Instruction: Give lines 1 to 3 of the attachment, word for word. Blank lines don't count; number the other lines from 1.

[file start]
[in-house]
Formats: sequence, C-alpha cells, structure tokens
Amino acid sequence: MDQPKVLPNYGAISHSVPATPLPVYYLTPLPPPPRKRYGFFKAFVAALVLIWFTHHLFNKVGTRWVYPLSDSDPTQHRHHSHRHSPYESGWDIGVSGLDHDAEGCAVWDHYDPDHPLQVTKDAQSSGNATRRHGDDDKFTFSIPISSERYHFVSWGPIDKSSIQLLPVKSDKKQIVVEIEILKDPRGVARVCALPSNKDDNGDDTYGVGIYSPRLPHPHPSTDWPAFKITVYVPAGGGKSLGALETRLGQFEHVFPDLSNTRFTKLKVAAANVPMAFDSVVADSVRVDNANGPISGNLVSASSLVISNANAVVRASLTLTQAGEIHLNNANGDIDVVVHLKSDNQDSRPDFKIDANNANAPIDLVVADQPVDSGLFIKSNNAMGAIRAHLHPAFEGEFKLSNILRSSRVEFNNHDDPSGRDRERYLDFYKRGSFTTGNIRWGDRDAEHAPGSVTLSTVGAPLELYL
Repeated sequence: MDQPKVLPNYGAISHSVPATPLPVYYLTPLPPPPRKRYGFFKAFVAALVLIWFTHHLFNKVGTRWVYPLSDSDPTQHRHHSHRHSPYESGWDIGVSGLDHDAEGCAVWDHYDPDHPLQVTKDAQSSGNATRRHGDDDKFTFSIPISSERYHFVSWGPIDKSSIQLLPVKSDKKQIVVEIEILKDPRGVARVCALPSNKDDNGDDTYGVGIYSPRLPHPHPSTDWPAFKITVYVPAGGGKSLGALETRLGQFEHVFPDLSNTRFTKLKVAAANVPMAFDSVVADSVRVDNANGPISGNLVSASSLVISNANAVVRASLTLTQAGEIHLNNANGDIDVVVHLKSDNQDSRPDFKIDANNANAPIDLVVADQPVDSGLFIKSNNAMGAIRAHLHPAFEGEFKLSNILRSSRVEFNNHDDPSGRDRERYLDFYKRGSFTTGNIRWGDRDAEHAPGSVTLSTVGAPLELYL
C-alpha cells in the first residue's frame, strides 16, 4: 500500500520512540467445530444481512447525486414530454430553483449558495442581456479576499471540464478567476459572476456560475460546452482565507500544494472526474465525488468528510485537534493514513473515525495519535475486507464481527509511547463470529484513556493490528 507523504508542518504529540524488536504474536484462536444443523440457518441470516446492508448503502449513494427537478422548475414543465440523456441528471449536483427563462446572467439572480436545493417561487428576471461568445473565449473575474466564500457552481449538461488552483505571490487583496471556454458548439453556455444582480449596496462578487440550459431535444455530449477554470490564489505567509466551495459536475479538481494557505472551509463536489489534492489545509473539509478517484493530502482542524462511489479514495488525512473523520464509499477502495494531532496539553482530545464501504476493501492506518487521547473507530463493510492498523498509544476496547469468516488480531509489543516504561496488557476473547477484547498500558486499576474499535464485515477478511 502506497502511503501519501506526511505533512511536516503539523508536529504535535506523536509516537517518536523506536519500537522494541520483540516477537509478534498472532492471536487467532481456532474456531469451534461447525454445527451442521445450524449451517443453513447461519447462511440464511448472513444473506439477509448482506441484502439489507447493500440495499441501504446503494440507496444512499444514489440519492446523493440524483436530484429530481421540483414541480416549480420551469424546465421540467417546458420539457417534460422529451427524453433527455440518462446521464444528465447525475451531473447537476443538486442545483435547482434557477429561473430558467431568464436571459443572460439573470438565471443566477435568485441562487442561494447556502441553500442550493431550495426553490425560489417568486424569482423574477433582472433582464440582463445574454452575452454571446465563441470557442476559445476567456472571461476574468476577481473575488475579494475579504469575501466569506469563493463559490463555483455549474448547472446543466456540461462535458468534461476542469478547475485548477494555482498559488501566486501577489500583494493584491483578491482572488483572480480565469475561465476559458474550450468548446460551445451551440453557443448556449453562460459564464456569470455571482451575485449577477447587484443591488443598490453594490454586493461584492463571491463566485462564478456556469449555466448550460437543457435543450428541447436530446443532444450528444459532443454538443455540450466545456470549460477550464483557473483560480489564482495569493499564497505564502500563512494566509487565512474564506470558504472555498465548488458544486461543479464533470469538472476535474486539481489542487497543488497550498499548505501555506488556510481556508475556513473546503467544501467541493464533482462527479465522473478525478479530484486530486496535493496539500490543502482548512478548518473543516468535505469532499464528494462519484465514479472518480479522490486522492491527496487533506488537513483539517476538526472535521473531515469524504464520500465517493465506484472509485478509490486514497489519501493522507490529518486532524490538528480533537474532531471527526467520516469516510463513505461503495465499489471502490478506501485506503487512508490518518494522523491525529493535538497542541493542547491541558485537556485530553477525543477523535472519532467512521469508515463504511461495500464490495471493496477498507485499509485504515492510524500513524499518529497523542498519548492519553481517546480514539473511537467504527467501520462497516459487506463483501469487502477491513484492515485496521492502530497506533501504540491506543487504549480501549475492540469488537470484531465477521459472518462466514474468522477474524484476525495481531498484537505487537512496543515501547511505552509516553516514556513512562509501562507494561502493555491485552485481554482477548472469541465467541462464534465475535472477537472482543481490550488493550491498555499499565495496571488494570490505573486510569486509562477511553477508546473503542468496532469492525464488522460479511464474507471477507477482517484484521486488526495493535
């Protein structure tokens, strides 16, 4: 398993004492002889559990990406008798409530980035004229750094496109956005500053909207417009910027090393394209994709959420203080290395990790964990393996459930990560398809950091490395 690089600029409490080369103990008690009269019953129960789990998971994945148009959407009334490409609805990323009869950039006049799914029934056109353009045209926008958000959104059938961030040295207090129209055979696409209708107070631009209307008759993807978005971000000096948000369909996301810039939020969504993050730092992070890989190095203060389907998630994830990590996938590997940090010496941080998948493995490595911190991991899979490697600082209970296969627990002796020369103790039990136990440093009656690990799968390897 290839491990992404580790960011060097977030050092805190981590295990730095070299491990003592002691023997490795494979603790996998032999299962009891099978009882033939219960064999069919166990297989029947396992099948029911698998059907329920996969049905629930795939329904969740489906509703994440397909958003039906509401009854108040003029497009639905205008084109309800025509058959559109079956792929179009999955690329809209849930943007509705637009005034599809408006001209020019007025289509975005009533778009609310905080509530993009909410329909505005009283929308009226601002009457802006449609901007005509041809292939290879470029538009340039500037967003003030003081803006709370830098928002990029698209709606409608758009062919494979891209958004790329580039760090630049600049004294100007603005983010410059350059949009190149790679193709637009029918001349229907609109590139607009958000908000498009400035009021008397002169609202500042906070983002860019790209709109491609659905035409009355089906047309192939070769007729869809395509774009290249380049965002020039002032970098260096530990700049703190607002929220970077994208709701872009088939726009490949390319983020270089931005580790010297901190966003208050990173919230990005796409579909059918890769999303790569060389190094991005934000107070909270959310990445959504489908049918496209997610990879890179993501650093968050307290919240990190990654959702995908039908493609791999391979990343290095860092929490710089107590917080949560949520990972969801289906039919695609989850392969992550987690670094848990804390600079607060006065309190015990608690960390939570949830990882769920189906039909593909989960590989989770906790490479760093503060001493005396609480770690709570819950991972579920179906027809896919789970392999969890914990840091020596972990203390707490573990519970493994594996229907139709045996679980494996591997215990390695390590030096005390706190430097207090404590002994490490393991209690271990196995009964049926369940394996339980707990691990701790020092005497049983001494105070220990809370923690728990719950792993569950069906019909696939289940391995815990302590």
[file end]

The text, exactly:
[in-house]
Formats: sequence, C-alpha cells, structure tokens
Amino acid sequence: MDQPKVLPNYGAISHSVPATPLPVYYLTPLPPPPRKRYGFFKAFVAALVLIWFTHHLFNKVGTRWVYPLSDSDPTQHRHHSHRHSPYESGWDIGVSGLDHDAEGCAVWDHYDPDHPLQVTKDAQSSGNATRRHGDDDKFTFSIPISSERYHFVSWGPIDKSSIQLLPVKSDKKQIVVEIEILKDPRGVARVCALPSNKDDNGDDTYGVGIYSPRLPHPHPSTDWPAFKITVYVPAGGGKSLGALETRLGQFEHVFPDLSNTRFTKLKVAAANVPMAFDSVVADSVRVDNANGPISGNLVSASSLVISNANAVVRASLTLTQAGEIHLNNANGDIDVVVHLKSDNQDSRPDFKIDANNANAPIDLVVADQPVDSGLFIKSNNAMGAIRAHLHPAFEGEFKLSNILRSSRVEFNNHDDPSGRDRERYLDFYKRGSFTTGNIRWGDRDAEHAPGSVTLSTVGAPLELYL